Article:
When he came to Harvard, Norman’s shortcomings on the defensive side of the ball plagued him. He didn’t see significant action until the end of his freshman year, when his defensive game had developed enough to warrant more minutes on the court.

But by the end of the year, Norman was averaging more points than any other Crimson freshman.

Perhaps more important than his development on the court was the experience he gained from two of Harvard’s best leaders in recent memory.

“I think one of the nice components of our system now is that we have had one captain for a while,” coach Frank Sullivan said. “He’s been very fortunate to have been on two teams with really superior captains in Andrew Gellert [’02] and Brady Merchant [’03].”

If there was ever a man from whom to learn defense, it was Gellert, whose on-court intensity and team play were legendary.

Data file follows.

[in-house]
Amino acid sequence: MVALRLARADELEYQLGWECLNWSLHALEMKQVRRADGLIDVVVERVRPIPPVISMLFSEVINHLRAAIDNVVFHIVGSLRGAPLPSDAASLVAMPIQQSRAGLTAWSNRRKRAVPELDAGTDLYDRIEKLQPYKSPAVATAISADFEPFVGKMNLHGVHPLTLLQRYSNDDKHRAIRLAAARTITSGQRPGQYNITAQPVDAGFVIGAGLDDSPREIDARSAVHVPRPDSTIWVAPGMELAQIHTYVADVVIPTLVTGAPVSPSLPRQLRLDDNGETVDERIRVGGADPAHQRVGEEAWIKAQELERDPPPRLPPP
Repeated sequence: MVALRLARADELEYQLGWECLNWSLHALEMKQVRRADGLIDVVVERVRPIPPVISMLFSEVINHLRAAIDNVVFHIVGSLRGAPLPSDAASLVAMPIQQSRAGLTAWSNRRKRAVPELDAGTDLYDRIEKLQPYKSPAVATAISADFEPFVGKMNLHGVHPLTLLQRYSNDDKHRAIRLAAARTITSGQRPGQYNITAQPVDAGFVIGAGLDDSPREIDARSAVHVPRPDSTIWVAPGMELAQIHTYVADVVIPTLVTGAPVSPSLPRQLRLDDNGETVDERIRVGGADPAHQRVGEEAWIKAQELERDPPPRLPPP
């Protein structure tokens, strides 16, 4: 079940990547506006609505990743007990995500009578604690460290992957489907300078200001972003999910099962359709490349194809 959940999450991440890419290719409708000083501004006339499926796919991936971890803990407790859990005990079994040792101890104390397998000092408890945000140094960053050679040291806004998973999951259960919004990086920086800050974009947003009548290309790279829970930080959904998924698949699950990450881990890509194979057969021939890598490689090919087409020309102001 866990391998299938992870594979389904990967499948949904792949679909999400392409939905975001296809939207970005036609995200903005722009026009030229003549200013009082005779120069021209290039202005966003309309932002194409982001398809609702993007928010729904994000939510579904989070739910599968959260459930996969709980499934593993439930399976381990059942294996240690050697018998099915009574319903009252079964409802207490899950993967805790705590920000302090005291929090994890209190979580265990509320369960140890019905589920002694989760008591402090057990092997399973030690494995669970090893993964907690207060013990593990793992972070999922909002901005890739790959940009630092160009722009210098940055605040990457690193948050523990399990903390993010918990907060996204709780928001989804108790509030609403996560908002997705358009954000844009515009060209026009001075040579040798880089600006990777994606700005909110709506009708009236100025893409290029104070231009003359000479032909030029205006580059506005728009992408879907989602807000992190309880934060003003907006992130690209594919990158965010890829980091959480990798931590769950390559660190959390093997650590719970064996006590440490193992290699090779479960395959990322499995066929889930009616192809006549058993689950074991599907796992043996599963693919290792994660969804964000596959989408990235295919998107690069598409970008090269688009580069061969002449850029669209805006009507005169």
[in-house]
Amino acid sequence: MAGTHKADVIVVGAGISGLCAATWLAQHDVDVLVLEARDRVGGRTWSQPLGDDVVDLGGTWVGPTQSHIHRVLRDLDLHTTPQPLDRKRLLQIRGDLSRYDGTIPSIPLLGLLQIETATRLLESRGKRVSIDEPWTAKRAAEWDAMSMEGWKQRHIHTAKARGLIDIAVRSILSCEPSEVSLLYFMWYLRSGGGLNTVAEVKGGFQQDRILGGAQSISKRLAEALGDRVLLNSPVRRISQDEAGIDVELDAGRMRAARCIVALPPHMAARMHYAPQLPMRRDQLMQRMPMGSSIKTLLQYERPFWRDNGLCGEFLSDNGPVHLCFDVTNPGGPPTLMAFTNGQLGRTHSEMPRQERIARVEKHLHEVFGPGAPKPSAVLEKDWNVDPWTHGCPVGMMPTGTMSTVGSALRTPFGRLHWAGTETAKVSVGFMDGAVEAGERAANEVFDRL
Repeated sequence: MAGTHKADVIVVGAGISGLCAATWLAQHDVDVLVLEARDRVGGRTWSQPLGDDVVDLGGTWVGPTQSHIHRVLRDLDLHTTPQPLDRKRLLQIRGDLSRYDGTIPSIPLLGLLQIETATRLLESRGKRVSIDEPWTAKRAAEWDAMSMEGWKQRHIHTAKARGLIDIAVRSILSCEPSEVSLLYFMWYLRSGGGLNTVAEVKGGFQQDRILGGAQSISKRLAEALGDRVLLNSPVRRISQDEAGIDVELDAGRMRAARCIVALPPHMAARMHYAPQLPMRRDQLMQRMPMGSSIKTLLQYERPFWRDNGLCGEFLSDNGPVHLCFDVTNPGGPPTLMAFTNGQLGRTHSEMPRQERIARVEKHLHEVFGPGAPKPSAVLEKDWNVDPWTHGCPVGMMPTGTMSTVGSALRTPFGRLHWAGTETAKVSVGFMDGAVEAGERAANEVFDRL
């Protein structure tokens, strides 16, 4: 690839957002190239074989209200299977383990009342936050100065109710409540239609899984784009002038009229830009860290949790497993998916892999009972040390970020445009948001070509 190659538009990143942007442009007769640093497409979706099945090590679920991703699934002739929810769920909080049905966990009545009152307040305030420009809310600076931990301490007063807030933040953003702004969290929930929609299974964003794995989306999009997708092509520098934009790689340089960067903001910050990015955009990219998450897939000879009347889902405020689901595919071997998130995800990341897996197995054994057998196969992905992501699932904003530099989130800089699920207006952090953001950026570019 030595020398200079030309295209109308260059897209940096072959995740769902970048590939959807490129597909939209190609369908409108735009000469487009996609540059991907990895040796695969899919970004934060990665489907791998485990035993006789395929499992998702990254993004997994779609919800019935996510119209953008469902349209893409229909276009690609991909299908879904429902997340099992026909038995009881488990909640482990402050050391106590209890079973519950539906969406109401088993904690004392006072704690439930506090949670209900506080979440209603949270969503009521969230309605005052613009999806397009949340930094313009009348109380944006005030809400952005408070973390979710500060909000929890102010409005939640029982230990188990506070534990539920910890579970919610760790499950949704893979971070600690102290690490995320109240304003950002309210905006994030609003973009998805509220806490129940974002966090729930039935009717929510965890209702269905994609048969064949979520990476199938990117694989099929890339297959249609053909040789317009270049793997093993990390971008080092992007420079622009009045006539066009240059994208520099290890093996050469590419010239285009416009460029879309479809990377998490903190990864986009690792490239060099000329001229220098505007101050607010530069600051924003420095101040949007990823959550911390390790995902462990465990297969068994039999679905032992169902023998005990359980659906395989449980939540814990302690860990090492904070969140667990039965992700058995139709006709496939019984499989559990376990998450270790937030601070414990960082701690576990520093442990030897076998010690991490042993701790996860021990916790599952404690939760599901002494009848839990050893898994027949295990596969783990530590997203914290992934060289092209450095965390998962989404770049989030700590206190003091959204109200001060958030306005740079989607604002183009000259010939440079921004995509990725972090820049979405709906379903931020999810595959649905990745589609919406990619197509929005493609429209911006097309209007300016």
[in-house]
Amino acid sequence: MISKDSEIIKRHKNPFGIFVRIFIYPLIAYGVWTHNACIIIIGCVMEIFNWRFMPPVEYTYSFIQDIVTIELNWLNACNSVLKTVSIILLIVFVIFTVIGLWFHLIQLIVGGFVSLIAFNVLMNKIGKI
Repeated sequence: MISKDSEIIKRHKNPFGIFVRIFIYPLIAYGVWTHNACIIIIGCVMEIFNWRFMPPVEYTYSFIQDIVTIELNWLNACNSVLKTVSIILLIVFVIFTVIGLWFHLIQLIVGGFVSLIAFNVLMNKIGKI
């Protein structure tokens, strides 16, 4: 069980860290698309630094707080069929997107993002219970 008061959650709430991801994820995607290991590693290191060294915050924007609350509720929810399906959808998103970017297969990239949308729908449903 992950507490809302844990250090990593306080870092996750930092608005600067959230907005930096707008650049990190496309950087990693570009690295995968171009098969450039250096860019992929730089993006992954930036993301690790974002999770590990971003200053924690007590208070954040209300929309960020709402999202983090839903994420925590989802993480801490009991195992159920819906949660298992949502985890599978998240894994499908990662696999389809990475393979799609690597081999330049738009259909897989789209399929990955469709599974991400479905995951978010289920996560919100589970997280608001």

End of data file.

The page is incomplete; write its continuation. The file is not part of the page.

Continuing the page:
While setting the school record for steals (242), Gellert’s defensive intensity seemed to infect his teammates, and he led the Crimson to the most steals (9.1) and forced turnovers (17.1) per game in the Ivy League.

“I learned a lot from him, since he worked so hard every practice and every game,” Norman said. “He’s one of the toughest players to play here.”

While Gellert taught Norman how to be a leader on the court, Merchant displayed a different quality of a leader in dealing with last year’s troublesome off-the-court issues surrounding Harvey.

The loss of the team’s leading scorer and offensive linchpin was an early, shocking end to what seemed a season of destiny.